has screwed up the most over the months or years, andtherefore who owes the other one more.You were an asshole at Cynthia’s 28th birthday party back in 2010 and it hasproceeded to ruin your life ever since. Why? Because there’s not a week thatgoes by that you’re not reminded of it. But that’s OK, because that time youcaught her sending flirtatious text messages to her co-worker immediatelyremoves her right to get jealous, so it’s kind of even, right?Wrong.
Why It’s Toxic:
The relationship scorecard develops over time because one or both people in a relationship use past wrongdoings in order to try and justifycurrent righteousness. This is a double-whammy of suckage. Not only are youdeflecting the current issue itself, but you’re ginning up guilt and bitterness fromthe past to manipulate your partner into feeling wrong in the present.If this goes on long enough, both partners eventually spend most of their energytrying to prove that they’re less culpable than the other rather than solving thecurrent problem. People spend all of their time trying to be less wrong for eachother instead of being more right for each other.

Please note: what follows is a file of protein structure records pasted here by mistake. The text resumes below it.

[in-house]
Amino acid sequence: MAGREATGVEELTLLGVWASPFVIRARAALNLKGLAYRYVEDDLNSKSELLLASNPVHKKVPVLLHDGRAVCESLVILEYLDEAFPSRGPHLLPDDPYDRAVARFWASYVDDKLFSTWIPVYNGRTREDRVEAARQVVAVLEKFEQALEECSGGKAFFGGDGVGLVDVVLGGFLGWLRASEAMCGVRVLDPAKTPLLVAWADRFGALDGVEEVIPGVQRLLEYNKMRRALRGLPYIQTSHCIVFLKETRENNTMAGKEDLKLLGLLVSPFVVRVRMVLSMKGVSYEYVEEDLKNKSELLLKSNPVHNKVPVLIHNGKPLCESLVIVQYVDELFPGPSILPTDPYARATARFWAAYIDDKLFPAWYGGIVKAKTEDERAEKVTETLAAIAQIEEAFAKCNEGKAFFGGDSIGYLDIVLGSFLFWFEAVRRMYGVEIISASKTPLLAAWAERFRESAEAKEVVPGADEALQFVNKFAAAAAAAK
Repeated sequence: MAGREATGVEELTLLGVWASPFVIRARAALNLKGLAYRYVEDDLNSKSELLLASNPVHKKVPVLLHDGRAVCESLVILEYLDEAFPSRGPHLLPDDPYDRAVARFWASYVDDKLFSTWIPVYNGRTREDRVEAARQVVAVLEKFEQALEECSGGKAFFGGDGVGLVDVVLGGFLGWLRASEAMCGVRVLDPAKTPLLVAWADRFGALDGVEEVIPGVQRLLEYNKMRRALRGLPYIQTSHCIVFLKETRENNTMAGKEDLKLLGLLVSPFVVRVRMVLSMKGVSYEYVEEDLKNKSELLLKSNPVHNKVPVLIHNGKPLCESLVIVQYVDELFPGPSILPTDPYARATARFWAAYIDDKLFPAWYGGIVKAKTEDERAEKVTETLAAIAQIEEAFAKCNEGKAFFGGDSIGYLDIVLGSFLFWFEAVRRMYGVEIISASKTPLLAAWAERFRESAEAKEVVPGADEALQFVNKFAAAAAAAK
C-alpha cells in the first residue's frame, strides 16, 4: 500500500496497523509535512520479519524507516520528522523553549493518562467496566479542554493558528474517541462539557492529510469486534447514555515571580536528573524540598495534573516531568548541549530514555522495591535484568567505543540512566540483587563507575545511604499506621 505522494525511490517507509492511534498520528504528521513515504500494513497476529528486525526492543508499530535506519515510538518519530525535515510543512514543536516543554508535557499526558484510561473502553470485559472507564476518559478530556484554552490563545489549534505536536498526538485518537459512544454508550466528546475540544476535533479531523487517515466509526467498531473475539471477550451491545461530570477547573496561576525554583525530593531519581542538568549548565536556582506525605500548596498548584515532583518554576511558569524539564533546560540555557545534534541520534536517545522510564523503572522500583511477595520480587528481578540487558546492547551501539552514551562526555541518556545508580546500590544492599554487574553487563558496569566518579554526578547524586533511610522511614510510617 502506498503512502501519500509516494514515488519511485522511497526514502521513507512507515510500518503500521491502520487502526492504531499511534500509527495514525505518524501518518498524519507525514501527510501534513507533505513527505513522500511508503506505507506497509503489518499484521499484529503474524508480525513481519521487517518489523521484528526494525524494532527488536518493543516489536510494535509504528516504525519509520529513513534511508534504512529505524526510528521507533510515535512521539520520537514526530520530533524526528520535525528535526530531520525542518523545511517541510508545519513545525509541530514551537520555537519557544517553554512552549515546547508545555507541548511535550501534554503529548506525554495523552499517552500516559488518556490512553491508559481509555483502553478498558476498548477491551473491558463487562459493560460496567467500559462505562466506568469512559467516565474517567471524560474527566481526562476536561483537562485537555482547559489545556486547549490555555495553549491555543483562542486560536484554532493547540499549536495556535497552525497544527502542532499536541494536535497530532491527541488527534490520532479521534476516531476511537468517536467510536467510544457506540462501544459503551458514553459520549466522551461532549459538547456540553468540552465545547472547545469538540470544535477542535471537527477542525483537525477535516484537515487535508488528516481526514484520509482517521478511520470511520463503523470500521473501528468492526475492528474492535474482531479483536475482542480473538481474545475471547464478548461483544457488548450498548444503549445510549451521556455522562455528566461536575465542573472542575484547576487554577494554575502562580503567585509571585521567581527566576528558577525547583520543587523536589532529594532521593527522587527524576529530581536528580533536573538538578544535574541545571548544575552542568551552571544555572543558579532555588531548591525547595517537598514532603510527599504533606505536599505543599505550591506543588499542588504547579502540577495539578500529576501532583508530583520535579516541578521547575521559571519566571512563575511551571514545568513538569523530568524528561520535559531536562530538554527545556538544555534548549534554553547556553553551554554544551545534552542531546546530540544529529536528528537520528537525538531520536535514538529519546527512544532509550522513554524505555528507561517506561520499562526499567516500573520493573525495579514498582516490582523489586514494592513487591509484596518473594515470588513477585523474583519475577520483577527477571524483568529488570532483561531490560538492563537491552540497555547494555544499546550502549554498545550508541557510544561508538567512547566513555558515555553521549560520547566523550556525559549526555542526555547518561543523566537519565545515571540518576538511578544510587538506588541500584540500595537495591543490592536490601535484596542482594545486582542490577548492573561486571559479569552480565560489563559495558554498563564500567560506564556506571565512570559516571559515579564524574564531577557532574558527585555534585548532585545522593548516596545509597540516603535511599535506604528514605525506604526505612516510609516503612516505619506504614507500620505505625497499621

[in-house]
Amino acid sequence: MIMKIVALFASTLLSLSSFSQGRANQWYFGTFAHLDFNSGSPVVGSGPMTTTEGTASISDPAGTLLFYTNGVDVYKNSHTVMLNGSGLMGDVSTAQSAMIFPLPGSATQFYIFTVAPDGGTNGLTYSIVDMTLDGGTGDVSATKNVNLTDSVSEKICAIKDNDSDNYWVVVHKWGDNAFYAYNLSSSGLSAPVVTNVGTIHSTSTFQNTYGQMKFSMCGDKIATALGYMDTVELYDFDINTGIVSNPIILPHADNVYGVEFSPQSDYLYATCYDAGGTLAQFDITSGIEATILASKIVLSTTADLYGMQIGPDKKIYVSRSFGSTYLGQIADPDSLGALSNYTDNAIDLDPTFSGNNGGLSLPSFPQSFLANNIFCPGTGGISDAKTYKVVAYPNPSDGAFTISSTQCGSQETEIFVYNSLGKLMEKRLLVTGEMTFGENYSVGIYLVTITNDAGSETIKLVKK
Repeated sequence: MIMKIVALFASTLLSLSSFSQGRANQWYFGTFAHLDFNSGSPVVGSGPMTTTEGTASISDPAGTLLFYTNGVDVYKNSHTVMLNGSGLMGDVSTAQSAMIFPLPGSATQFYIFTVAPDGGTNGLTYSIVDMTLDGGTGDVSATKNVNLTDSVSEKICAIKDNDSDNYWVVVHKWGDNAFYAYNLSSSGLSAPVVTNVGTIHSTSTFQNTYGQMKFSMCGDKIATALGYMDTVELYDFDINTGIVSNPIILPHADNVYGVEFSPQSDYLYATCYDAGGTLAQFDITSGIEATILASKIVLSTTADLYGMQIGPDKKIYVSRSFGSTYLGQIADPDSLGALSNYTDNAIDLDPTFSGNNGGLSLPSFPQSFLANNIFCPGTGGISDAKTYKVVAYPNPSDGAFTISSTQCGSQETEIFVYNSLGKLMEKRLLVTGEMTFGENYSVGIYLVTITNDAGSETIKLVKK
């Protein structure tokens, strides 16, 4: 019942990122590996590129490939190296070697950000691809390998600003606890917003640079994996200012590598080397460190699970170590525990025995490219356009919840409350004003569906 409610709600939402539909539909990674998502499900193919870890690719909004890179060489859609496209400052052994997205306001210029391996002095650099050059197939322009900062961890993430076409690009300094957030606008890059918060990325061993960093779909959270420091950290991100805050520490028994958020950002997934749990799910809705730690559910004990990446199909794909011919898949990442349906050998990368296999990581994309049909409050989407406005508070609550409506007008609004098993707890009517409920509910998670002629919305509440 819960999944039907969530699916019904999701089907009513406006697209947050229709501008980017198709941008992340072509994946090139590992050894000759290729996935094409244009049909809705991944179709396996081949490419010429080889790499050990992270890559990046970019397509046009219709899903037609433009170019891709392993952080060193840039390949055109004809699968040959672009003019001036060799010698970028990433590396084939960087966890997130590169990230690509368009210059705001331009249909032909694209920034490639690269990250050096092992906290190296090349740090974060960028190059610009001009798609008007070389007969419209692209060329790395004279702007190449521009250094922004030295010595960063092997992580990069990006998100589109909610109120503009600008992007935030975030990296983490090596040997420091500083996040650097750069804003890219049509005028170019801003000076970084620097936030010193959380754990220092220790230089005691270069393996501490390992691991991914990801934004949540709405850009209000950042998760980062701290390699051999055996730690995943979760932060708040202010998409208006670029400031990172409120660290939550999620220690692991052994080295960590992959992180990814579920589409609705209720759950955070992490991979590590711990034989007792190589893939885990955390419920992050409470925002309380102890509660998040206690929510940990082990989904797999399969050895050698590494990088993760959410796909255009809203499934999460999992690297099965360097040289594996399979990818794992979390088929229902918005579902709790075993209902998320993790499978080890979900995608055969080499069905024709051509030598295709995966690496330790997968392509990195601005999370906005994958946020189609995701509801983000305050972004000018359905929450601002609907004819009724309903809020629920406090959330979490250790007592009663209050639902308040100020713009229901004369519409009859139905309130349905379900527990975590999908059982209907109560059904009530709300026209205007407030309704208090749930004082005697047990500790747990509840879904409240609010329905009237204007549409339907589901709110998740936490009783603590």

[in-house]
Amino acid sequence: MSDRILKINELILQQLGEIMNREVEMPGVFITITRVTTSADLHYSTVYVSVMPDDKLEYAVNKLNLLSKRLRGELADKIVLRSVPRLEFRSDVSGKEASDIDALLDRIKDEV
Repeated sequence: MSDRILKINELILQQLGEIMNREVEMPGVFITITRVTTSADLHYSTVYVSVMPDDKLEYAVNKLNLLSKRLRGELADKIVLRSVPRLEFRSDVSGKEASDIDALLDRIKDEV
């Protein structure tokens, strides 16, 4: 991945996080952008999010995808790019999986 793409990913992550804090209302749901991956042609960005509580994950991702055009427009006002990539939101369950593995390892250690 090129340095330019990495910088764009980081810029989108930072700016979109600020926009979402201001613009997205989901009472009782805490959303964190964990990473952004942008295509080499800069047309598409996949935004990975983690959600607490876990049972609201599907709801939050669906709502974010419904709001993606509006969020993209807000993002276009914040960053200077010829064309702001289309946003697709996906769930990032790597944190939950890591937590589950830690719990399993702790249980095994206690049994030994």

What You Should Do Instead:
Deal with issues individually unless they arelegitimately connected. If someone habitually cheats, then that’s obviously arecurring problem. But the fact that she embarrassed you in 2010 and now shegot sad and ignored you today in 2013 have nothing to do with each other, sodon’t bring it up.